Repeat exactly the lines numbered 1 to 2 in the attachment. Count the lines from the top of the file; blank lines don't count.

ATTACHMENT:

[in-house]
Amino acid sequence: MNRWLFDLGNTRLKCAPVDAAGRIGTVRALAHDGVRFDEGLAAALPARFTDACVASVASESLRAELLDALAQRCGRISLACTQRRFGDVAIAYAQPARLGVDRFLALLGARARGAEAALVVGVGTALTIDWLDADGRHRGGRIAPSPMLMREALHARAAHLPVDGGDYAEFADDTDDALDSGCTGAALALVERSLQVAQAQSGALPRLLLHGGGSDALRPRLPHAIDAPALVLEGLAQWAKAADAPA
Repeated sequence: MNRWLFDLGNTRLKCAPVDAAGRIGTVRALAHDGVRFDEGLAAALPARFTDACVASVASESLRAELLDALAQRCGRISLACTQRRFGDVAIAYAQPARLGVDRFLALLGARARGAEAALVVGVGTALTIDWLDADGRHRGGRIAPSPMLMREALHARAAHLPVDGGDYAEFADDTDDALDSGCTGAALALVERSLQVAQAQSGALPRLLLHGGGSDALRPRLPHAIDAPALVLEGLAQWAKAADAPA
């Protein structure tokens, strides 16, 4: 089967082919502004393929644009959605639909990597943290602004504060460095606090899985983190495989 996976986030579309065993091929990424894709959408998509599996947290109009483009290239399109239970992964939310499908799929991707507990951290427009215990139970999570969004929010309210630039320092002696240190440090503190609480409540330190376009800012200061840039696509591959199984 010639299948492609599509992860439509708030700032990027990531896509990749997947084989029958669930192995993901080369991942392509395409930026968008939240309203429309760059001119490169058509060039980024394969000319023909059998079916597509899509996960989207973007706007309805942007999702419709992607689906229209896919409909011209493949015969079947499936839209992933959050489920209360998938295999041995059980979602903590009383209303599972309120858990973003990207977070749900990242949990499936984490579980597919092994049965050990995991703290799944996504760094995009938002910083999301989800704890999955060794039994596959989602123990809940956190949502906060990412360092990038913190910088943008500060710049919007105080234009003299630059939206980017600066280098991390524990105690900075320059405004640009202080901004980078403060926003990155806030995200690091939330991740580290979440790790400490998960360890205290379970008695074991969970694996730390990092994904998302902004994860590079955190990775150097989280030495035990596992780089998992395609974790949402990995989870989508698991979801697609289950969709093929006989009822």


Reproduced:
[in-house]
Amino acid sequence: MNRWLFDLGNTRLKCAPVDAAGRIGTVRALAHDGVRFDEGLAAALPARFTDACVASVASESLRAELLDALAQRCGRISLACTQRRFGDVAIAYAQPARLGVDRFLALLGARARGAEAALVVGVGTALTIDWLDADGRHRGGRIAPSPMLMREALHARAAHLPVDGGDYAEFADDTDDALDSGCTGAALALVERSLQVAQAQSGALPRLLLHGGGSDALRPRLPHAIDAPALVLEGLAQWAKAADAPA